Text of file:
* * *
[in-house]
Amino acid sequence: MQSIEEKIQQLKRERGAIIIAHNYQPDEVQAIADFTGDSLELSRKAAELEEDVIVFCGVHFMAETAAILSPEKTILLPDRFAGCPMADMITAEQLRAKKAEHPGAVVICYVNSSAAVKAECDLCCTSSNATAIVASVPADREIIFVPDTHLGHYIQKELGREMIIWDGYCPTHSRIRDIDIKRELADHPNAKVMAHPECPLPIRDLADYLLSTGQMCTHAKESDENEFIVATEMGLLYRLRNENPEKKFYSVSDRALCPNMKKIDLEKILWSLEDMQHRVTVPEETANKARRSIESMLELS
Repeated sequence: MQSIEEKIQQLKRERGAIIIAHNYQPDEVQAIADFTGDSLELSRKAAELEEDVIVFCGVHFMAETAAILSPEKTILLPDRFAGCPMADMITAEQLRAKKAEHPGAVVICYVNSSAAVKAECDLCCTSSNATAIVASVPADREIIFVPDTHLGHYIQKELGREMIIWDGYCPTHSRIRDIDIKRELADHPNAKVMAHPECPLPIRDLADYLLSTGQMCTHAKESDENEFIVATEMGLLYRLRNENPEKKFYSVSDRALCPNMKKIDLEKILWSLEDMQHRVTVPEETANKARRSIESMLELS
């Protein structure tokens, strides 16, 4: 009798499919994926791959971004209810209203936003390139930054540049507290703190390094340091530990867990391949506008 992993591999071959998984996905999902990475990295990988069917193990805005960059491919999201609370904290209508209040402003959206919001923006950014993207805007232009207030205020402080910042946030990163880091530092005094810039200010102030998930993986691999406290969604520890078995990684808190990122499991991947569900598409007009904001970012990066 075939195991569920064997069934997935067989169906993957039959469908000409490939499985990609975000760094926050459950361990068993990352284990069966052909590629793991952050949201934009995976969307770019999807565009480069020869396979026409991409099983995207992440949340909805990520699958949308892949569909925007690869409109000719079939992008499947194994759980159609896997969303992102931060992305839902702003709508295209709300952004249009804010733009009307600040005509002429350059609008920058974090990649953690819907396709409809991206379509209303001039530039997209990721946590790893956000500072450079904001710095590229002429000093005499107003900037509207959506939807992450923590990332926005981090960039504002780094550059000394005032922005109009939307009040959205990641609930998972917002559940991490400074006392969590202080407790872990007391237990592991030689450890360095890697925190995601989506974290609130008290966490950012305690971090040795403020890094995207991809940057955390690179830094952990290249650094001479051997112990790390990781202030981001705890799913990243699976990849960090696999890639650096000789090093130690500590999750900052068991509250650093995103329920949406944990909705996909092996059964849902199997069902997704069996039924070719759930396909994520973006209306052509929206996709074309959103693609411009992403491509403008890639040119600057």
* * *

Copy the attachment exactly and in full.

[in-house]
Amino acid sequence: MQSIEEKIQQLKRERGAIIIAHNYQPDEVQAIADFTGDSLELSRKAAELEEDVIVFCGVHFMAETAAILSPEKTILLPDRFAGCPMADMITAEQLRAKKAEHPGAVVICYVNSSAAVKAECDLCCTSSNATAIVASVPADREIIFVPDTHLGHYIQKELGREMIIWDGYCPTHSRIRDIDIKRELADHPNAKVMAHPECPLPIRDLADYLLSTGQMCTHAKESDENEFIVATEMGLLYRLRNENPEKKFYSVSDRALCPNMKKIDLEKILWSLEDMQHRVTVPEETANKARRSIESMLELS
Repeated sequence: MQSIEEKIQQLKRERGAIIIAHNYQPDEVQAIADFTGDSLELSRKAAELEEDVIVFCGVHFMAETAAILSPEKTILLPDRFAGCPMADMITAEQLRAKKAEHPGAVVICYVNSSAAVKAECDLCCTSSNATAIVASVPADREIIFVPDTHLGHYIQKELGREMIIWDGYCPTHSRIRDIDIKRELADHPNAKVMAHPECPLPIRDLADYLLSTGQMCTHAKESDENEFIVATEMGLLYRLRNENPEKKFYSVSDRALCPNMKKIDLEKILWSLEDMQHRVTVPEETANKARRSIESMLELS
């Protein structure tokens, strides 16, 4: 009798499919994926791959971004209810209203936003390139930054540049507290703190390094340091530990867990391949506008 992993591999071959998984996905999902990475990295990988069917193990805005960059491919999201609370904290209508209040402003959206919001923006950014993207805007232009207030205020402080910042946030990163880091530092005094810039200010102030998930993986691999406290969604520890078995990684808190990122499991991947569900598409007009904001970012990066 075939195991569920064997069934997935067989169906993957039959469908000409490939499985990609975000760094926050459950361990068993990352284990069966052909590629793991952050949201934009995976969307770019999807565009480069020869396979026409991409099983995207992440949340909805990520699958949308892949569909925007690869409109000719079939992008499947194994759980159609896997969303992102931060992305839902702003709508295209709300952004249009804010733009009307600040005509002429350059609008920058974090990649953690819907396709409809991206379509209303001039530039997209990721946590790893956000500072450079904001710095590229002429000093005499107003900037509207959506939807992450923590990332926005981090960039504002780094550059000394005032922005109009939307009040959205990641609930998972917002559940991490400074006392969590202080407790872990007391237990592991030689450890360095890697925190995601989506974290609130008290966490950012305690971090040795403020890094995207991809940057955390690179830094952990290249650094001479051997112990790390990781202030981001705890799913990243699976990849960090696999890639650096000789090093130690500590999750900052068991509250650093995103329920949406944990909705996909092996059964849902199997069902997704069996039924070719759930396909994520973006209306052509929206996709074309959103693609411009992403491509403008890639040119600057």